My friend Andrew Berry, a lecturer and advisor at Harvard’s Museum of Comparative Zoology and the Department of Organismal and Evolutionary Biology, sent me a nice email that I asked him to turn into a post for me. He kindly obliged. Darwin’s Arch, which recently collapsed in the Galápagos Islands, was described in a NYT article. Here’s the original landmark
. . . and after its collapse on May 17:
Informamos que hoy 17 de mayo, se reportó el colapso del Arco de Darwin, el atractivo puente natural ubicado a menos de un kilómetro de la isla principal Darwin, la más norte del archipiélago de #Galápagos. Este suceso sería consecuencia de la erosión natural.
📷Héctor Barrera pic.twitter.com/lBZJWNbgHg
— Ministerio del Ambiente y Agua de Ecuador (@Ambiente_Ec) May 17, 2021
Andrew knew a bit of a parallel, which he describes below. Andrew’s words are indented.
by Andrew Berry
I saw your mention of the recent collapse of ‘Darwin’s Arch’ in the Galápagos.
Here’s a nice parallel. One of Darwin’s key offsiders was Joseph Dalton Hooker (the middle name serves to distinguish him from the US Civil War general—definitely not a Darwin confidant). Hooker was one the era’s leading botanists, and was for many years the director of Kew Gardens. In 1844, Darwin chose to confide in Hooker about his heretical ideas. This, for Darwin, was a big deal: he had been quietly and privately nurturing his evolutionary schemes more or less since the return of the Beagle in 1836 and he felt in need of a scientific sounding board. He was still a long way from being ready to go public: it wasn’t until 1858, 14 years later, that A. R. Wallace’s intervention forced his hand on this. Darwin’s famous letter to Hooker states, “I am almost convinced (quite contrary to opinion I started with) that species are not (it is like confessing a murder) immutable”.
One of the reasons Darwin picked Hooker for this role was that, like Darwin, Hooker had considerable expedition experience. They both accordingly had a global perspective on biogeography. Specifically, Hooker had gone on the James Clark Ross Erebus/Terror expedition (1839-43) that established a key early benchmark for the exploration of Antarctica. Roald Amundsen, the great Norwegian polar explorer (who beat Robert Falcon Scott to the South Pole in 1911) pulled no punches about the expedition’s significance:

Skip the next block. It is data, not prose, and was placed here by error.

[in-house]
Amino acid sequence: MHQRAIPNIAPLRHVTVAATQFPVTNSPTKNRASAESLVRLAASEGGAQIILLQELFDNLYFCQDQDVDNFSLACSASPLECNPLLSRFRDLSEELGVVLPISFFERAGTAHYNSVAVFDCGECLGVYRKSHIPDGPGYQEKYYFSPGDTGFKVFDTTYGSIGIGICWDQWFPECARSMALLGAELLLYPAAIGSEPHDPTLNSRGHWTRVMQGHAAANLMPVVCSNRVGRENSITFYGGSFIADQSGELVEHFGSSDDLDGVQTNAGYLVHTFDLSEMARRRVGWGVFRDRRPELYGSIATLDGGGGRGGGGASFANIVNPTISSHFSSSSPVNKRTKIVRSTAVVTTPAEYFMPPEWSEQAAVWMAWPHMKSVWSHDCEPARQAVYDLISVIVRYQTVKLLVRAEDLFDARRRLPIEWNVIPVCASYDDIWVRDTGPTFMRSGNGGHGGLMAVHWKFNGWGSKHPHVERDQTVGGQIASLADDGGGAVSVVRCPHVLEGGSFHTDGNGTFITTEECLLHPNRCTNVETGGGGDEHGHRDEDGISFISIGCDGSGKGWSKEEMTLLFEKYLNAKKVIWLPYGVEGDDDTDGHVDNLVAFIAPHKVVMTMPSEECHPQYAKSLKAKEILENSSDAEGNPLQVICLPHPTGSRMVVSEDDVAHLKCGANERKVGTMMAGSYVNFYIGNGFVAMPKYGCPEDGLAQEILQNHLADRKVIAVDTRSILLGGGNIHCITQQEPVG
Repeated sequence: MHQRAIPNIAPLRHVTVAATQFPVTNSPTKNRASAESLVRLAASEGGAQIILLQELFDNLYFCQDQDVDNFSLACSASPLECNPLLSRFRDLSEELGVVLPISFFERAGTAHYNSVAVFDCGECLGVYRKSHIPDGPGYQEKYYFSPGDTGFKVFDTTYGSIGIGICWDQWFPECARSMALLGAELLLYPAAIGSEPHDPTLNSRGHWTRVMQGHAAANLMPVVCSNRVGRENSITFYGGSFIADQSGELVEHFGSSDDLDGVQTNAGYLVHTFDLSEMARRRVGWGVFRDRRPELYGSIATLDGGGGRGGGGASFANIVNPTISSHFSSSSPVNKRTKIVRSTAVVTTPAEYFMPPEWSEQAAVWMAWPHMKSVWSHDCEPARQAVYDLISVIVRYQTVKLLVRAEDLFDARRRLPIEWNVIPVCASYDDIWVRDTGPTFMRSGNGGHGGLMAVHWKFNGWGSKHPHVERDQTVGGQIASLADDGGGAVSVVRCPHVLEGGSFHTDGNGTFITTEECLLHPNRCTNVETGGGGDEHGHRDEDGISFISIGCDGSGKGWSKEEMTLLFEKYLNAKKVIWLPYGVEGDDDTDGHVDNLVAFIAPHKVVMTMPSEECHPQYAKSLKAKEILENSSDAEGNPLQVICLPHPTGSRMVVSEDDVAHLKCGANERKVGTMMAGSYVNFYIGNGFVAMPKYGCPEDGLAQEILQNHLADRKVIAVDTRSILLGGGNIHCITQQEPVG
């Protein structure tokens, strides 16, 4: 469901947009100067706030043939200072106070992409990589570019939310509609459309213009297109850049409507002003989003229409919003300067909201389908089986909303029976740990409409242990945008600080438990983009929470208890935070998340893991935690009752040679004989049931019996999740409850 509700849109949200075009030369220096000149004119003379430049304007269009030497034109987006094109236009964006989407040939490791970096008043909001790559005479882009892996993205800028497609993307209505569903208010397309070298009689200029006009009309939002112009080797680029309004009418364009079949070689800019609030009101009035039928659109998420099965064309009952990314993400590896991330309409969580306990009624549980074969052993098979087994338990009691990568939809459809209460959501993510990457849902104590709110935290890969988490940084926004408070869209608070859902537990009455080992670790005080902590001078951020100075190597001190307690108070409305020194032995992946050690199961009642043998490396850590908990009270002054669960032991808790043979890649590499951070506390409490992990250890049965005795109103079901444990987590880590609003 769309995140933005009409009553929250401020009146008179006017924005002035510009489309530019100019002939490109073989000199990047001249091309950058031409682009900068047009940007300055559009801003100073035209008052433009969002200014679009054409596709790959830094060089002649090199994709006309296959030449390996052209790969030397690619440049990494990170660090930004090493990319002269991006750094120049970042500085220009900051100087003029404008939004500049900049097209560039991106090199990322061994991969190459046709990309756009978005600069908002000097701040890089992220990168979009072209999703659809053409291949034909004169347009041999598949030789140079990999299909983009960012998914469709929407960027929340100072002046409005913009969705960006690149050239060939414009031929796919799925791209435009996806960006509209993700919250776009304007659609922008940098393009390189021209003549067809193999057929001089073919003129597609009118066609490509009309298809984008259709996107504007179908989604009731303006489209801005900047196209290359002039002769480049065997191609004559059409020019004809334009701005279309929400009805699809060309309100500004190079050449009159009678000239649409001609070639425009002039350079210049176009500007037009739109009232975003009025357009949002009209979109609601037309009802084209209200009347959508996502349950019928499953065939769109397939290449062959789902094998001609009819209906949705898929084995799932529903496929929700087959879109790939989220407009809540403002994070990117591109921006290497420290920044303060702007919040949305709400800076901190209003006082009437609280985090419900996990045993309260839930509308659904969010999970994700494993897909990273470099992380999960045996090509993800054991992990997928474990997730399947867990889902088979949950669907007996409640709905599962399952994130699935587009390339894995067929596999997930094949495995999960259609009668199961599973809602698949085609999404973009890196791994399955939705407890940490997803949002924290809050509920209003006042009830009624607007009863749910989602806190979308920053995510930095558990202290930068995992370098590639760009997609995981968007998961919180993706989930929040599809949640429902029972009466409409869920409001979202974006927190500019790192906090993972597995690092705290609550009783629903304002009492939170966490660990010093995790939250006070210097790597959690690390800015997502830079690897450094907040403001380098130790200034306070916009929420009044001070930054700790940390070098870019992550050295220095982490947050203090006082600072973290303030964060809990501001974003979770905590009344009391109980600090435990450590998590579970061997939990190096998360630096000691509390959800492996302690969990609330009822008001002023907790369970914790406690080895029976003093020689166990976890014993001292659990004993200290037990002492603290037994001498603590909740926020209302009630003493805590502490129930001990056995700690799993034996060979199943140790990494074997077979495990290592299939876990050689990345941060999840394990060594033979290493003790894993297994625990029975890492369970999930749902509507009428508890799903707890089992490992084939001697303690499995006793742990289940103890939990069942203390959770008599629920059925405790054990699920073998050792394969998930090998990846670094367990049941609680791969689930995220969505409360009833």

“Few people of the present day are capable of rightly appreciating this heroic deed, this brilliant proof of human courage and energy. With two ponderous craft – regular “tubs” according to our ideas – these men sailed right into the heart of the pack [ice], which all previous explorers had regarded as certain death … These men were heroes – heroes in the highest sense of the word.”
En route to Antarctica, the expedition’s first major port of call was Kerguelen Island, which is about as far from anywhere as you can get on planet Earth — central far south Indian Ocean.
Arriving in May 1840, the expedition spent two and a half months there before heading on to Tasmania, and, from there, Antarctica. Kerguelen was thus the first place in which the young Hooker (he was 22 at the time) got to analyze and describe a previously largely undescribed flora. That things turned out this way is a truly remarkable coincidence. Late in life, Hooker recalled being raised as a boy on tales from James Cook’s voyages. In particular, little Hooker had been impressed by this image from Cook’s 1776 visit to Kerguelen (the islands were formally discovered four years previously by a Frenchman, Yves-Joseph de Kerguelen-Trémarec). Note the impressive natural arch on the horizon at the far left of the image.
Here’s what Hooker wrote:
“When still a child, I was very fond of Voyages and Travels; and my great delight was to sit on my grandfather’s knee and look at the pictures in Cook’s ‘Voyages.’ The one that took my fancy most was the plate of Christmas Harbour, Kerguelen Land, with the arched rock standing out to sea, and the sailors killing penguins; and I thought I should be the happiest boy alive if ever I would see that wonderful arched rock, and knock penguins on the head. [JAC: Hooker should be canceled for thinking that!] By a singular coincidence, Christmas Harbour, Kerguelen Land, was one of the very first places of interest visited by me, in the Antarctic Expedition under Sir James Ross.”
What is the relevance of all this? Because, some time between 1908 and 1913, the arch on Kerguelen that so thrilled Hooker went the way of Darwin’s Arch. Happily the ideas of both Darwin and Hooker have proved more resilient than the landmarks they’re associated with.